Holland to take MMs surplus for processing
MILK MARQUE will soon be sending milk to Holland to be contract processed, chief executive David Yeomans has revealed.
It follows the co-ops invitation for companies to make butter and skimmed milk powder with its surplus milk on a fixed fee basis.
UK companies did not respond to the offer. "Commercial considerations had been overridden by politics," claimed Mr Yeomans.
Of the "considerable" volume heading there by Eurotunnel and ferry from July, Mr Yeomans said: "It is ridiculous that we have to send milk to Holland to get it processed at a commercial rate."
Assuming there would be "backloading" – ensuring tankers were also full on the return journey – the extra transport cost would be about 1.5p/litre.
But Continental firms can process for less than half what the Dairy Industry Federation suggest is an adequate processing margin of 5.3p/litre, he said.
Repeating his criticisms of the UKs inefficient processing sector, he added: "At the moment, we have a ball and chain around our ankles. We will not sit on our hands and allow the industry to become moribund. Milk Marque will invest in further processing if it is necessary."
And such direct involvement has come closer following the financial restructuring proposals to exchange members certificates of entitlements for preference shares.
This would create a stronger financial base with which to raise capital. It would also allow £15m of reserves to be paid back to members – representing about 0.25p for every litre supplied this year, said Mr Yeomans.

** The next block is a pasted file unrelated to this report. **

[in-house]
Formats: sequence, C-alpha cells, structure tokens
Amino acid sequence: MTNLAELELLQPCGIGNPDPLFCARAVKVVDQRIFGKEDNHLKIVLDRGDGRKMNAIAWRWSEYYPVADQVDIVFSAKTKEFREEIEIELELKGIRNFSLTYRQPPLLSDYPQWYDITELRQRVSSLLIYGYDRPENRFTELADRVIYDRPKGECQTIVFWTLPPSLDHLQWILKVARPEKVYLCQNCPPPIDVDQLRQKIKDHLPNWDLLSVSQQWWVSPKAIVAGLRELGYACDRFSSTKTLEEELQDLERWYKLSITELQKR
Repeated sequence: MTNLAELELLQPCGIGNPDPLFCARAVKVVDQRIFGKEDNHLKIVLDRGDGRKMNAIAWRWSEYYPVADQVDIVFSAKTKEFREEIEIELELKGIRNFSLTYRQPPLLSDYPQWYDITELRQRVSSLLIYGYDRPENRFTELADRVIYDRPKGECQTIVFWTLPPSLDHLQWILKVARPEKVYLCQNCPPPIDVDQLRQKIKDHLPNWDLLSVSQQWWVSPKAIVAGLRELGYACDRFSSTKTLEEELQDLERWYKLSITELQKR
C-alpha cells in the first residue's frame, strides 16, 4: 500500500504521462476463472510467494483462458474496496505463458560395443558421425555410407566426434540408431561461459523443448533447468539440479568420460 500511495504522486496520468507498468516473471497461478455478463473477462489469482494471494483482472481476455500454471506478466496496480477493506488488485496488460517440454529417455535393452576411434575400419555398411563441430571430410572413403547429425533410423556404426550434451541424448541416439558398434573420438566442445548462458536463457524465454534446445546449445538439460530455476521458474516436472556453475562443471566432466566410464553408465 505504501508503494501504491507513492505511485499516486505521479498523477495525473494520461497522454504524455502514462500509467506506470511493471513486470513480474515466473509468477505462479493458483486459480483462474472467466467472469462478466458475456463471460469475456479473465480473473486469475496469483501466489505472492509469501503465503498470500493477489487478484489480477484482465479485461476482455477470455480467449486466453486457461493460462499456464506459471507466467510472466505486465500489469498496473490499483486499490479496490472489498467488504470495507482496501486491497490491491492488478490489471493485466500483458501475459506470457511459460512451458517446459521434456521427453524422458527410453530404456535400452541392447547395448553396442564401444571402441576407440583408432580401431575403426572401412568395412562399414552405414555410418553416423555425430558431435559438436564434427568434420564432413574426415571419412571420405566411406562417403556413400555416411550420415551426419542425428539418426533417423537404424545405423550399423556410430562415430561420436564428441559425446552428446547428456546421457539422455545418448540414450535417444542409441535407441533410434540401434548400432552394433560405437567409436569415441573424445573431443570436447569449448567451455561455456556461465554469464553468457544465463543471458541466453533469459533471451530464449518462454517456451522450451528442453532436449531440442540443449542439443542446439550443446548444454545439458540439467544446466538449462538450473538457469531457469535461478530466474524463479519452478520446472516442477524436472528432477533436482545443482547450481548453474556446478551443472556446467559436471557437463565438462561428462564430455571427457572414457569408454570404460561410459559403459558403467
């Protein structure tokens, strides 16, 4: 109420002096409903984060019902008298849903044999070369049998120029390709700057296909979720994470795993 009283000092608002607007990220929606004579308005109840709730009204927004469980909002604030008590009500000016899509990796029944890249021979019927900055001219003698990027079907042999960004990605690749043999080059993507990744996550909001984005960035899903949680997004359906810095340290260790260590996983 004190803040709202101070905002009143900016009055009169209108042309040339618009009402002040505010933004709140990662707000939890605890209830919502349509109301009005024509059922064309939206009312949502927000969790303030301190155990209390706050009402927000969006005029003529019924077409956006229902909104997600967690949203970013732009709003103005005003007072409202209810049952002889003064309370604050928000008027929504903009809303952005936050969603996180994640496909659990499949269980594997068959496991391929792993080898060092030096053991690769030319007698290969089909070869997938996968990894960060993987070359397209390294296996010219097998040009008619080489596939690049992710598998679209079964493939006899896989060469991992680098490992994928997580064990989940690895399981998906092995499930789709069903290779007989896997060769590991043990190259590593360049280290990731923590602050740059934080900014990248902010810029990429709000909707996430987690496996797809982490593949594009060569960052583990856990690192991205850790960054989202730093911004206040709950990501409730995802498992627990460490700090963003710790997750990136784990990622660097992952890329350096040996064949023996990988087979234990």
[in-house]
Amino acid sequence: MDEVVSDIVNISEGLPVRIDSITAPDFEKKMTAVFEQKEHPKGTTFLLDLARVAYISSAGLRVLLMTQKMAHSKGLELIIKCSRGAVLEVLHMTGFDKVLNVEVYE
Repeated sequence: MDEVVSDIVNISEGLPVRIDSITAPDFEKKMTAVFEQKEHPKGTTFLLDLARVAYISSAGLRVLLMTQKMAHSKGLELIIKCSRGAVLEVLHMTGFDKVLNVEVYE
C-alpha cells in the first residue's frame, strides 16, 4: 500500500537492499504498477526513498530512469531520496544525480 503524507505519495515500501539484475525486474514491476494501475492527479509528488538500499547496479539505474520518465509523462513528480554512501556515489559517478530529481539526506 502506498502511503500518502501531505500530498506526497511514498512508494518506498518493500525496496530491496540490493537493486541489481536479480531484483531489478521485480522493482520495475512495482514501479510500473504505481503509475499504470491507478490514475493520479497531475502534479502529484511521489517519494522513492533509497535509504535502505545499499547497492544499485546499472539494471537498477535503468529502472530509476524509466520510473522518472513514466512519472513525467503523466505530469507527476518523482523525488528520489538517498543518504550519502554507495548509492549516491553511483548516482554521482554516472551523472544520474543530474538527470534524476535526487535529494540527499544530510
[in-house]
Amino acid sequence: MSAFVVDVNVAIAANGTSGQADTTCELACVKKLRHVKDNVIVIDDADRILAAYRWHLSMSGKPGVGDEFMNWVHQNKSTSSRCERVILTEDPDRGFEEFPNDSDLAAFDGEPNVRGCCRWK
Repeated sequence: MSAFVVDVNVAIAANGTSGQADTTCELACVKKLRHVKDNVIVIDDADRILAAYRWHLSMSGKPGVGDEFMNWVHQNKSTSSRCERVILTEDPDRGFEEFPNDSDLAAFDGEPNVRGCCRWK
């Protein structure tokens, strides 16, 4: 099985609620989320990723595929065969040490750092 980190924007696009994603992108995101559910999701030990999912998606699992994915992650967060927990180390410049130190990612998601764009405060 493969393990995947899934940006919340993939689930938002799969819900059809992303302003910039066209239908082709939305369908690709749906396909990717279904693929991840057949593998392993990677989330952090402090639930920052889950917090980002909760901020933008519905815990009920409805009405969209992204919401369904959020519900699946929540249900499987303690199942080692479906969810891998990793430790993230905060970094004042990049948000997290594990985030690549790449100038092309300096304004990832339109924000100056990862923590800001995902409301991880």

By Wednesday, about 3000 of the 17,500 eligible members had returned their certificates.
Midweek also saw the announcement of Milk Marques annual results, showing pre-tax profits of £14.2m in the year to Mar 31.
The co-op marketed 6.8bn litres taking turnover to £1.8bn, compared with almost £2bn on 7.5bn litres in the previous 12 months.
Farmers supplying the co-op will receive a 0.05p/litre bonus next month for milk they produced in the year to March, taking the average price for the year to 24.26p/litre.
This was only 0.15p/litre less than the previous year, reflecting the better quality milk supplied, and the fact that successive green £ revaluations had not filtered through into milk cheques.
Cost-cutting had been a high priority during the year, with transport a key area. The period saw every other day collection rise from 35% to 59% of members.n